9. On 5/9/2014, I did a portion of the E.T. Highway with 3 other cachers. We went from midnight to midnight (24 hours) only taking breaks every 90 minutes to swap drivers, relieve ourselves and stretch. We also took a 2 hour break from caching to refuel our vehicle and check into our hotel. We did the "Three Cache Monte" where we swapped film cans and stamped our logs in the vehicle to save time which (as noted in previous posts) is generally accepted on the E.T. Highway. We also "replaced" any cache we determined to be missing. We did NOT employ the "Divide and Conquer" method as we only had one vehicle and we weren't willing to play that way. At one point, I found 105 caches in a 60 minute span and also found 151 in a 90 minute span...but that was during the day when we had good visibility. In the end, we logged 1522 finds that day. I look back on it today with fond memories with good friends, but at the time it was monotonous and exhausting so definitely classical Type Two Fun. It should also be noted that I have ZERO desire to do it again. NONE. I was so sore from hundreds of 20 yard sprints that I could barely get out of bed the next morning. So, to answer the OP's question, if one was part of a dedicated group using the the generally accepted methods, took next to no time off, carried enough fuel and food to make it through the day without stopping, didn't get tired towards the end of the day, AND made finds at our highest rate per hour for 24 hours straight, then the math suggests that the extreme upper bound would be around 2400 finds. Realistically speaking, I feel that 1700-1800 finds would have been the most we could have found that particular day if we didn't have to stop for 2 hours and 2000 finds would have been our upper limit had things gone absolutely perfectly. I've also found 100+ caches in a day more times than I can remember...mostly while riding bikes but sometimes in a car. I seem to remember one day that I rode 50+ miles and found 300 or 350 in a day up in northern Minnesota. That was with one other buddy and we were "leap frogging" the entire way...so I found a cache, he went to the next one, and if he didn't find it I would stop and look...otherwise he'd say he had it and I'd move along to the next one.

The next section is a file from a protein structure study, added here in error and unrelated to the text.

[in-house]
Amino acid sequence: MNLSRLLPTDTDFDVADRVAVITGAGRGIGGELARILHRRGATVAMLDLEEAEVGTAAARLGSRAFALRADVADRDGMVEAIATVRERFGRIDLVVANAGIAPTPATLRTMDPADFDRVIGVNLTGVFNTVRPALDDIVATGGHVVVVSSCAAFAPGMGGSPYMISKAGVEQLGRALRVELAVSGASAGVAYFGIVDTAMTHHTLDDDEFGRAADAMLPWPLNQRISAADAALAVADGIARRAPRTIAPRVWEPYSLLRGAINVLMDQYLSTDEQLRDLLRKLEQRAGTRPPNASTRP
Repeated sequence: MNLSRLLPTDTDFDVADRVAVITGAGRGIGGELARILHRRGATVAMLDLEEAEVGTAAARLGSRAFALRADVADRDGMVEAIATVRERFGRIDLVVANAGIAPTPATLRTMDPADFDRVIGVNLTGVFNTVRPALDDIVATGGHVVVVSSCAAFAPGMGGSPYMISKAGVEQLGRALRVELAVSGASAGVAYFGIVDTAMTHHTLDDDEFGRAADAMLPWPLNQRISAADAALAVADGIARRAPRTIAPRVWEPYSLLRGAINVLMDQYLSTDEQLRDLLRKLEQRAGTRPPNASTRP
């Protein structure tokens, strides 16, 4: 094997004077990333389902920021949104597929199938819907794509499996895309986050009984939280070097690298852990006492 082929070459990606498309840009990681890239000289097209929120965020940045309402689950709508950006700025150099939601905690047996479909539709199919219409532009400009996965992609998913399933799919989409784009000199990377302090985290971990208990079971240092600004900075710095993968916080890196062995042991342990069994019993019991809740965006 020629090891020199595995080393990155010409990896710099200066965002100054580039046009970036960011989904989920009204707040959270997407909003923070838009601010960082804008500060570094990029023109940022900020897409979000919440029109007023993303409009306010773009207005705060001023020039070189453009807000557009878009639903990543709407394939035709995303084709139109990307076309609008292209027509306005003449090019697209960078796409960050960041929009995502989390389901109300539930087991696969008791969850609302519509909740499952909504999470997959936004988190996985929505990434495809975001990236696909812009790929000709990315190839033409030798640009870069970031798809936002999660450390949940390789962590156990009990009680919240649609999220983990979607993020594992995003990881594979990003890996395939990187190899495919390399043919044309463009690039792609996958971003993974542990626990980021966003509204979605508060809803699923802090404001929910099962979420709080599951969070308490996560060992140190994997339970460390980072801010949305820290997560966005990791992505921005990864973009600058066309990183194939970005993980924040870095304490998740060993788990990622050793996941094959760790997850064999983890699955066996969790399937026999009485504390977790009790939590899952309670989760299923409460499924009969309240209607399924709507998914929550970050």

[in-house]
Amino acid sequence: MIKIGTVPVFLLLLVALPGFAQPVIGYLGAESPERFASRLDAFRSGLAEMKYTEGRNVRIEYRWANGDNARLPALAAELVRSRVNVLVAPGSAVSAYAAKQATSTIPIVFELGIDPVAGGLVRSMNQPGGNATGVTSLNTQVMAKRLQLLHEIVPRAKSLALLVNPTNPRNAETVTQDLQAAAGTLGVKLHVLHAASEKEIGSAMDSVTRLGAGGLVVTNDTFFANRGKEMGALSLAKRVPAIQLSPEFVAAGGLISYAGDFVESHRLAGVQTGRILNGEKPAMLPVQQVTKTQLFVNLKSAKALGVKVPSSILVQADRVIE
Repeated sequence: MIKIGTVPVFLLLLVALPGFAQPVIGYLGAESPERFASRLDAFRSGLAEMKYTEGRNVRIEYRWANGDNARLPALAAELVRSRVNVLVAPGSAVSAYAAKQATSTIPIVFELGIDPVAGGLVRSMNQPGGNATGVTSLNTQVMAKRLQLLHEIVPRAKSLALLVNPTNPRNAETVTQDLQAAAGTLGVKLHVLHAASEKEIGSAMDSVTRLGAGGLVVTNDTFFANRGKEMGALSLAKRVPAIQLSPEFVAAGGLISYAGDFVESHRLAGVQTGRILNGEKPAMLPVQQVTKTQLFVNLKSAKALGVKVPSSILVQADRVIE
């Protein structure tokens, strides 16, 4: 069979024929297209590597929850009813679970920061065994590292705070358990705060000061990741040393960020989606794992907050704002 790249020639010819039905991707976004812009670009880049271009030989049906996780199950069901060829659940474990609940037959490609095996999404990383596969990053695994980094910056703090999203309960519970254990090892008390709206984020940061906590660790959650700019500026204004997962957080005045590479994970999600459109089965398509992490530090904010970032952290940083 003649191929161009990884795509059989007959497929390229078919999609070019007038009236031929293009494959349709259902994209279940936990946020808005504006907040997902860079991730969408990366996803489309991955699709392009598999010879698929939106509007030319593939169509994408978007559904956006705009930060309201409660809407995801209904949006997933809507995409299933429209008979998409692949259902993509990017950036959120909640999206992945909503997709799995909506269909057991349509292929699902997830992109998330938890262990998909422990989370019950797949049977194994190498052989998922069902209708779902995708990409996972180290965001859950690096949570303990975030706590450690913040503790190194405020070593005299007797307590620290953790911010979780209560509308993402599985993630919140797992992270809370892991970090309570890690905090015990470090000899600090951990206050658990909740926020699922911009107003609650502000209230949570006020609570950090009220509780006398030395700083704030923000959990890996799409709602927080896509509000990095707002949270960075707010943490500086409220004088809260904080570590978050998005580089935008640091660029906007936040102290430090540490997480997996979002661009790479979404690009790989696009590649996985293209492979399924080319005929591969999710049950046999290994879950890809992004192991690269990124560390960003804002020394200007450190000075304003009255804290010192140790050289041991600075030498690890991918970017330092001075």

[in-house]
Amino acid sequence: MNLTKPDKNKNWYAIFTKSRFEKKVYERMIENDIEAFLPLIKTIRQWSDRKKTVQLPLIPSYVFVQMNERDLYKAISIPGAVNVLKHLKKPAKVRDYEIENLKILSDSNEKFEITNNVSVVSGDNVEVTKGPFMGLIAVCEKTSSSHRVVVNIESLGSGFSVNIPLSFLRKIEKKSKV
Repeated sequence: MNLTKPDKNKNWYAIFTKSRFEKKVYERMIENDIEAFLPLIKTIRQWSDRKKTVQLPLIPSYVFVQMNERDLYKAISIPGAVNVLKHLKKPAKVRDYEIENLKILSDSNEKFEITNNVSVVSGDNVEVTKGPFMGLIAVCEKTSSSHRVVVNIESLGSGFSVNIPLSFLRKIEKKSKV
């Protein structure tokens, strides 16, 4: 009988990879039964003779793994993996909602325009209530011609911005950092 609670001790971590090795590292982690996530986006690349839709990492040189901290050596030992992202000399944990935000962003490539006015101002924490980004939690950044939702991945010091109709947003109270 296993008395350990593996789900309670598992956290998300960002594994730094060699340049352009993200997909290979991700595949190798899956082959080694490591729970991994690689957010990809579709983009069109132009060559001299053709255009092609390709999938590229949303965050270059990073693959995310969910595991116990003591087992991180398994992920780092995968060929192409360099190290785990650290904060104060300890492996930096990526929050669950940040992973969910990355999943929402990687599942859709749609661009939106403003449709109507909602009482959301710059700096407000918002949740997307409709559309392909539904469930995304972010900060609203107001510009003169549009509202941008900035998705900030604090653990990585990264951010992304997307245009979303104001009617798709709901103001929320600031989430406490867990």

10. Nope! I looked at a few old pics in the gallery and found one with some metadata. Bingo, bango, boingo I had the coords. I've solved a few difficult puzzle caches with this method as well.
  11. Got another one last week! https://coord.info/GC11ZTW Short story is this puzzle cache is now impossible to solve because the web pages needed no longer exist, but I didn't let that stop me. Not only did I score the find, but it was 4+ years lonely as well. I also CITO'd the container...a sweet ammo can. Thus far, the CO has not requested it back.
  12. That TB in my photo is the TB that was on the mountain for 15 years before we found it. After having a nice phone conversation with the CO, he suggested I keep the TB in my possession and take it on as many mountain climbing trips as I could.
  13. He's doing a lot of metal detecting and probably hunting edible mushrooms as well.
  14. I have sort of an odd fascination with old, archived caches and have searched for a half dozen (or so) of them over the years. On 7/24/2020, I scored what will probably go down as my most epic FTF ever on this cache hidden 15 years and 3 days before we found its remains along with the travel bug that was inside. So, to answer the OP's question...we find them by going out and finding them. :)
  15. I did a good chunk of the ET Hwy back in 2014. I think we got 2200+ finds over the course of 3 days including 1522 in a stretch from midnight to midnight on 5/9/14. It was utterly insane and I have no desire to ever do anything like that again even though I can look back at it as a fond memory. It helped to be with a good group of friends. I could not imagine doing anything like that alone. After an hour or two I'd want to just quit and go home. About a month ago I did a short trail down in Florida. It consisted of an ammo can every quarter mile that was 40-200' into the woods from the side of a dirt road. I think there were about 20 caches in that string and I felt somewhat relieved when I had it completed. Kind of an odd feeling to have considering I was doing it for fun. I do like power trails along hiking trails thru the woods. There is an area about 90 minutes from my house where my dog can run free and there are about 200 caches scattered on miles and miles of hiking trails. I've done about 2/3 of it and I'm planning to go back on Memorial Day weekend to see if I can clear out whatever remains. Pros: Good for numbers, good exercise (if you are hiking or biking), good comradery, it can bring revenue to local economies. Cons: You might hate yourself in the morning.